as well as a local wholesale compressor rebuilder who specifies 4 ounces.

Then to figure how much goes in the rest of the system: According to Haynes,
they have a "rule of thumb" guide that suggests 3 ounces for most
accumulators, 3 ounces for the condenser, 1 ounce for the evaporator.  Put
it all together with what goes into the compressor and you get 11 ounces!
That seems like way too much.  Haynes also suggests measuring what you take
out so that you can put the same amount back in.  The flaw with this
approach is that you are assuming that the previous guy did it right.  Also
according to Haynes, American made cars that use the same compressor as the
DeLorean take 8 ounces total while foreign cars (expansion valve w/dryer)
take around 4.5 ounces.  Since the DeLorean most closely resembles a GM
system (orifice tube w/accumulator), I'm placing my bets that the correct
amount is 8 ounces.

Choosing what kind of refrigerant oil is as confusing as choosing motor oil.
There are at  least 3 kinds of PAG, one kind of POE and the old reliable
mineral oil if you are still using R-12.  Newer oils claim to be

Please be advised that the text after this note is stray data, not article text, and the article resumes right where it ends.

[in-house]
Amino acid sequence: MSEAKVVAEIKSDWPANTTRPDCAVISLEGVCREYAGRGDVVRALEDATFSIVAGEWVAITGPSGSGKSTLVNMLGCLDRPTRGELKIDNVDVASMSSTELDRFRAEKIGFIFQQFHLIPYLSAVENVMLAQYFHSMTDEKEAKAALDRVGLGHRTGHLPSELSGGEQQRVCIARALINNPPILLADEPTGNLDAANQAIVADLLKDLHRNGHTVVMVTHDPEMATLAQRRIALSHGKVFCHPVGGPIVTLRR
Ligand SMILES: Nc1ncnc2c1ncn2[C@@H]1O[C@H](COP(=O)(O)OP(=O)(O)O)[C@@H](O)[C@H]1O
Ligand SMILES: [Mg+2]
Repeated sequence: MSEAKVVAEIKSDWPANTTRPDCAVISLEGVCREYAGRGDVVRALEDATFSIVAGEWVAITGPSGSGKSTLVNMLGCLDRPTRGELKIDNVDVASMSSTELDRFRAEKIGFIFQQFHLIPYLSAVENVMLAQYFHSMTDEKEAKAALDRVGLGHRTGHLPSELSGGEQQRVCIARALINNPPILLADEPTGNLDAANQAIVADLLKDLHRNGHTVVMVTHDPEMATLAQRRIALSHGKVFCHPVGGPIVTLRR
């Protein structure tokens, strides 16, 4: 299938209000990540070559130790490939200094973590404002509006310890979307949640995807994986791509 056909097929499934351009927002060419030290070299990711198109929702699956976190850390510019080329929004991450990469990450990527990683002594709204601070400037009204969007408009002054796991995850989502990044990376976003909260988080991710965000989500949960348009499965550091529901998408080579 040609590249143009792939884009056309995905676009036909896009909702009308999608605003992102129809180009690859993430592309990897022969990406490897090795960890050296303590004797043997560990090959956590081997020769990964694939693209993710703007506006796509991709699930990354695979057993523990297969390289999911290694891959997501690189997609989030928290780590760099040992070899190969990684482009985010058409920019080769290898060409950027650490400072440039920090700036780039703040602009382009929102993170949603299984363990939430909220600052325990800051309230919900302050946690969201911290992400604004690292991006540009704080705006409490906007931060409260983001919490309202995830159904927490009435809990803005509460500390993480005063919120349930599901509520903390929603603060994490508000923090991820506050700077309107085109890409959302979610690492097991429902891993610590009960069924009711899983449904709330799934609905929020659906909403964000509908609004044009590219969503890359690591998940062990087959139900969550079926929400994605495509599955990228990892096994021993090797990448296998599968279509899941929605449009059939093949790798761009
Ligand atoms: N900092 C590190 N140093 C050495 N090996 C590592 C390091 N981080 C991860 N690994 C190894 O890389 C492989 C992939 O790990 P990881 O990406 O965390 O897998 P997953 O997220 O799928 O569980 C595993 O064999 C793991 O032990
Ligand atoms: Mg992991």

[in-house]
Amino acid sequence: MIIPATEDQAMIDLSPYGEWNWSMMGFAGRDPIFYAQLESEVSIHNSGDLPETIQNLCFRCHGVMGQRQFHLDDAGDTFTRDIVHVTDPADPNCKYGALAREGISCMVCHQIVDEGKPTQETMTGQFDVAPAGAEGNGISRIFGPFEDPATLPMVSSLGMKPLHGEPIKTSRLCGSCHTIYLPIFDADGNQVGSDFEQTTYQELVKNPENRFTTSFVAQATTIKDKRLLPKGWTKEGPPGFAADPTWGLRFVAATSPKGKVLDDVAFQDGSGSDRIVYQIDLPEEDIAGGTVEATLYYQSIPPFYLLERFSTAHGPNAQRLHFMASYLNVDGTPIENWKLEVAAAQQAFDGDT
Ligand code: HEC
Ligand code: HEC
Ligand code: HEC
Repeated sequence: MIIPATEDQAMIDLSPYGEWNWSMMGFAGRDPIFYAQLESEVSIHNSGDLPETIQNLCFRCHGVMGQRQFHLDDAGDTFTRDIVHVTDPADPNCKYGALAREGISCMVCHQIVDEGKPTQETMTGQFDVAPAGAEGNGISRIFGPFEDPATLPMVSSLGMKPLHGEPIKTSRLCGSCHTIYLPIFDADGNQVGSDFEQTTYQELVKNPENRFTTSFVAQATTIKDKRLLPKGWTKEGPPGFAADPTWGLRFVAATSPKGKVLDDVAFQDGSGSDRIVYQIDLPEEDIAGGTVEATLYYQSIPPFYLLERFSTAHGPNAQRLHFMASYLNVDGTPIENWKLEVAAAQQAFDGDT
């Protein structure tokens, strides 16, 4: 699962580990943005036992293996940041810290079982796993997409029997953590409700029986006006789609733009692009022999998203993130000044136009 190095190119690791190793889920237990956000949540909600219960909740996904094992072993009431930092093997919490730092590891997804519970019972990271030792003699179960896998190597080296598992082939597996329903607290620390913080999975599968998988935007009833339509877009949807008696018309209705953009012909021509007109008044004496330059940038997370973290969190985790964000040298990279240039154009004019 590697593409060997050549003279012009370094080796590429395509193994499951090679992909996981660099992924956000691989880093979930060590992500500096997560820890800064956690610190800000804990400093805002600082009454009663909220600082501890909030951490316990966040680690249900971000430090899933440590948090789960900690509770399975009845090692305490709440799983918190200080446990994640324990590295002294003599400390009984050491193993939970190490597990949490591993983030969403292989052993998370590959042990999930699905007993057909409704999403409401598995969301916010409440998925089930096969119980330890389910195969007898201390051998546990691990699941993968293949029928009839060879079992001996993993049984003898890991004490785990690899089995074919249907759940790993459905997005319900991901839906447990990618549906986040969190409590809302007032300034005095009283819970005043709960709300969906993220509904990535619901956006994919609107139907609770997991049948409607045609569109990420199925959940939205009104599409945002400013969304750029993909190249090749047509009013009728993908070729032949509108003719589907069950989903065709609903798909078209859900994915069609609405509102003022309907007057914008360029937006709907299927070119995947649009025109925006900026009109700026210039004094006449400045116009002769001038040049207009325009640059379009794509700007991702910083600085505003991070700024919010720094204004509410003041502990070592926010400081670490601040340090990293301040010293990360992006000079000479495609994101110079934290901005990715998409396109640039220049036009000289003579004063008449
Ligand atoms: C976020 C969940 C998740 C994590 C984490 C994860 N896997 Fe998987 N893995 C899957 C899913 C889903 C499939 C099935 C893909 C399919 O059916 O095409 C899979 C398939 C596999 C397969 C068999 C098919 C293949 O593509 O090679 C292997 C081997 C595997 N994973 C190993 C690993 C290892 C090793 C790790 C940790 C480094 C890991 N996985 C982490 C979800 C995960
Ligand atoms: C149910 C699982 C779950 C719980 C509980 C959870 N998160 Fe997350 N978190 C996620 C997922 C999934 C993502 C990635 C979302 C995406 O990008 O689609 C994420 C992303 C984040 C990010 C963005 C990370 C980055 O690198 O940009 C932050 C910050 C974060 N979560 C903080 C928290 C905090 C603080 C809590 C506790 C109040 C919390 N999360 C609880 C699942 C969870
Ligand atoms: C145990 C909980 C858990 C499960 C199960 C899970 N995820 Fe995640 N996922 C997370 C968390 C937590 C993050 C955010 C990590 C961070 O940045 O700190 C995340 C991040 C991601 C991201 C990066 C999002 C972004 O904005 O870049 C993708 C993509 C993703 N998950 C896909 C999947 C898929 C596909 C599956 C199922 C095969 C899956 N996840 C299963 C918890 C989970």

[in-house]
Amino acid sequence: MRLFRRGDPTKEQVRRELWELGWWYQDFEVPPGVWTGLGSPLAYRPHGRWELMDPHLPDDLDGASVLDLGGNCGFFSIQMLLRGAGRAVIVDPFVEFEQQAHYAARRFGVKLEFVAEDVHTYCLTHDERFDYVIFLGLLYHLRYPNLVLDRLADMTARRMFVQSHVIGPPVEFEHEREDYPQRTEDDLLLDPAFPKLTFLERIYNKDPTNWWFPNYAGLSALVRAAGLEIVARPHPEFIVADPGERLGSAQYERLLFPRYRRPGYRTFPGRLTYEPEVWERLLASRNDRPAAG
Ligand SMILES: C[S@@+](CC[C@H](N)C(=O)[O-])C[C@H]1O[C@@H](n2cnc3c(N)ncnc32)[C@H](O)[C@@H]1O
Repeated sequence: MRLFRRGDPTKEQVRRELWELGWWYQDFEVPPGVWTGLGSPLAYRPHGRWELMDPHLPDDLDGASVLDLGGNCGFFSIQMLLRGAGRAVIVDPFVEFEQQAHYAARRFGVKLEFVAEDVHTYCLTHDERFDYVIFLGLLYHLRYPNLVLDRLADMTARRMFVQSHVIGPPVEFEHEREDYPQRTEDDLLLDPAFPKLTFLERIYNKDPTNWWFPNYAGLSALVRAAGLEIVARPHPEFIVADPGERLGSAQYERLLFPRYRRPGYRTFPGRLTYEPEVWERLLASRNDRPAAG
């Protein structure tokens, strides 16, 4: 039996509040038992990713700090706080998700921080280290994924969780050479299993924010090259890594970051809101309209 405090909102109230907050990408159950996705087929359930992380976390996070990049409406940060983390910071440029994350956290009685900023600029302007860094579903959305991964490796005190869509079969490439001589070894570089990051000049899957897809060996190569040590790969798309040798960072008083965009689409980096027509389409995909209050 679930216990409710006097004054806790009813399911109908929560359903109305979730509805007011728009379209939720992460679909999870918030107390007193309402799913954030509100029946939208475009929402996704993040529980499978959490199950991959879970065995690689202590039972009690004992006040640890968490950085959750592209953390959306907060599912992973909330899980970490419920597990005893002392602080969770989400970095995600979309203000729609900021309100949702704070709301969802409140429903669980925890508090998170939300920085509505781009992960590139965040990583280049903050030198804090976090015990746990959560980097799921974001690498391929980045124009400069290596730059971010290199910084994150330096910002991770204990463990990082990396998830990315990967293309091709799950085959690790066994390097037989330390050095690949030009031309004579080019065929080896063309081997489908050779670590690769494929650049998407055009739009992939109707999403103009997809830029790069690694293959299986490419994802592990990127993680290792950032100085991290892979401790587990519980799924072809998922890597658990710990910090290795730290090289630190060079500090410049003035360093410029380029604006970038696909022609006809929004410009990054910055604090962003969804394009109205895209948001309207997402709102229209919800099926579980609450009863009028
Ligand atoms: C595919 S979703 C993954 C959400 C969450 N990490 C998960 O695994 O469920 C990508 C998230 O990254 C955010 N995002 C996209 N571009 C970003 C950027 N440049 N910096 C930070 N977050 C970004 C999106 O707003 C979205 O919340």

cross-compatible between R-12 & R-134a.  Since they are so incredibly
hygroscopic (similar to how brake fluid is) I think it is a waste of time to
worry about measuring the pH.  If you have to open the system up, you might
as well flush it completely and replace it with new oil from a sealed
container.

I just cut open two used DeLorean accumulators today to have a look inside.
One had about 1 ounce of oil in it, and the other had about 1 ounce of
water.  And unfortunately, the one with the water was the one that I just
took off my car minutes earlier.  $#!+  It took a combination of
heating/cooling/brute force to get the orifice tube connection apart.  It
was corroded stuck.  Once I got the system flushed with Dura 141, I found a